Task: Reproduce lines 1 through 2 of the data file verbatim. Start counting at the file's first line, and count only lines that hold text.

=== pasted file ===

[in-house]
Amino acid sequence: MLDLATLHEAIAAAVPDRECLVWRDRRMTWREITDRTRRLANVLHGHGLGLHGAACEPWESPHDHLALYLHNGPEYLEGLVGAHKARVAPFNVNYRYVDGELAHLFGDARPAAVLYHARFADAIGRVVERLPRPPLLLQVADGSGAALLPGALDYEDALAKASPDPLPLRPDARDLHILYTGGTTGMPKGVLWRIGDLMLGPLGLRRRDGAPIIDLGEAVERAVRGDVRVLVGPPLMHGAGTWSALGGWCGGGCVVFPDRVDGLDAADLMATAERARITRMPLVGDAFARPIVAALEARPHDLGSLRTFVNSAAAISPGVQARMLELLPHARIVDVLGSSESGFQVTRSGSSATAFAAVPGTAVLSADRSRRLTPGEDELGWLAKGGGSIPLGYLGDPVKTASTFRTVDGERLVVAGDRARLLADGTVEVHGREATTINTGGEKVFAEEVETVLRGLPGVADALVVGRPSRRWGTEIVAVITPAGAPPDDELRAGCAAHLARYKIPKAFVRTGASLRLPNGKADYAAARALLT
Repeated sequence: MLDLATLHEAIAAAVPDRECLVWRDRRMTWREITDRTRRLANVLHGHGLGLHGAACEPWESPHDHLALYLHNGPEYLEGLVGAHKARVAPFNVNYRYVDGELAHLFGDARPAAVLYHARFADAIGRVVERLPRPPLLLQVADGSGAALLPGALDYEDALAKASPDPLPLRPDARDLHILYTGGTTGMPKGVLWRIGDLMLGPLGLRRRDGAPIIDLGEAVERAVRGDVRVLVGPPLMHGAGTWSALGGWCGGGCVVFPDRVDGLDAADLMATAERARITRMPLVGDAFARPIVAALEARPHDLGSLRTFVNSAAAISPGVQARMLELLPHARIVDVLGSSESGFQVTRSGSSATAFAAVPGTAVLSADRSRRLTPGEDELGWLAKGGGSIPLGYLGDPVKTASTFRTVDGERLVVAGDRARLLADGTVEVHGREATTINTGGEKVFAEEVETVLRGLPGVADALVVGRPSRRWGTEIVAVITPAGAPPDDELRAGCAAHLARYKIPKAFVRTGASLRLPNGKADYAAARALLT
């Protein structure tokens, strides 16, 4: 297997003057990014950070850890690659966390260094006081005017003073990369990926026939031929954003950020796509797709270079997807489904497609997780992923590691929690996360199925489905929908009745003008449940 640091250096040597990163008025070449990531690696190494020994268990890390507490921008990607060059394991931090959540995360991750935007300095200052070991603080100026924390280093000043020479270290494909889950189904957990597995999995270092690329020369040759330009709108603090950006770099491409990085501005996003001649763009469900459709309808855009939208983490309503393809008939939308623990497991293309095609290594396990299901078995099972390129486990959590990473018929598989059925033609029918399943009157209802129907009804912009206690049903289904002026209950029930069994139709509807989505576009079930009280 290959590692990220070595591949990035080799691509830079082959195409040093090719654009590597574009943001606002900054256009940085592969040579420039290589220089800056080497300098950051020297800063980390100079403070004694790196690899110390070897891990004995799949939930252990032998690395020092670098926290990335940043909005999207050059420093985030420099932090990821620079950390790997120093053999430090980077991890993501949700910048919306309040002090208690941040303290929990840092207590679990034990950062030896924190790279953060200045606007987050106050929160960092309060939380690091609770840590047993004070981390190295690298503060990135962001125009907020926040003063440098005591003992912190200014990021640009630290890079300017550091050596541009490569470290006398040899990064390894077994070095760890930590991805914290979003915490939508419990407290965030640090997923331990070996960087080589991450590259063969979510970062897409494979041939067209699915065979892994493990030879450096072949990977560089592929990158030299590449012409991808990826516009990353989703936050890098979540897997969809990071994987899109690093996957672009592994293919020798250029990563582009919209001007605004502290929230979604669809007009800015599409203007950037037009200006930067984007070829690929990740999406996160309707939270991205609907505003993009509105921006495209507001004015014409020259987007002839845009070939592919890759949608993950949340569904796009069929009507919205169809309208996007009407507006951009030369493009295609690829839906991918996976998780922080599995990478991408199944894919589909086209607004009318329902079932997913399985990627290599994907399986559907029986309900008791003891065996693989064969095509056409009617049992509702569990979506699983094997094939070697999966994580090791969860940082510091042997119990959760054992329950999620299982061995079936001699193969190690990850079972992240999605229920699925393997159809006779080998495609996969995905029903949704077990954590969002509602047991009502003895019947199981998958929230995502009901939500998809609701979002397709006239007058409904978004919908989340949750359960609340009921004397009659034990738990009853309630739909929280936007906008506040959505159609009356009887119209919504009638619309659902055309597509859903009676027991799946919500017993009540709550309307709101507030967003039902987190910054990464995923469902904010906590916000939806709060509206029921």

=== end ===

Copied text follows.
[in-house]
Amino acid sequence: MLDLATLHEAIAAAVPDRECLVWRDRRMTWREITDRTRRLANVLHGHGLGLHGAACEPWESPHDHLALYLHNGPEYLEGLVGAHKARVAPFNVNYRYVDGELAHLFGDARPAAVLYHARFADAIGRVVERLPRPPLLLQVADGSGAALLPGALDYEDALAKASPDPLPLRPDARDLHILYTGGTTGMPKGVLWRIGDLMLGPLGLRRRDGAPIIDLGEAVERAVRGDVRVLVGPPLMHGAGTWSALGGWCGGGCVVFPDRVDGLDAADLMATAERARITRMPLVGDAFARPIVAALEARPHDLGSLRTFVNSAAAISPGVQARMLELLPHARIVDVLGSSESGFQVTRSGSSATAFAAVPGTAVLSADRSRRLTPGEDELGWLAKGGGSIPLGYLGDPVKTASTFRTVDGERLVVAGDRARLLADGTVEVHGREATTINTGGEKVFAEEVETVLRGLPGVADALVVGRPSRRWGTEIVAVITPAGAPPDDELRAGCAAHLARYKIPKAFVRTGASLRLPNGKADYAAARALLT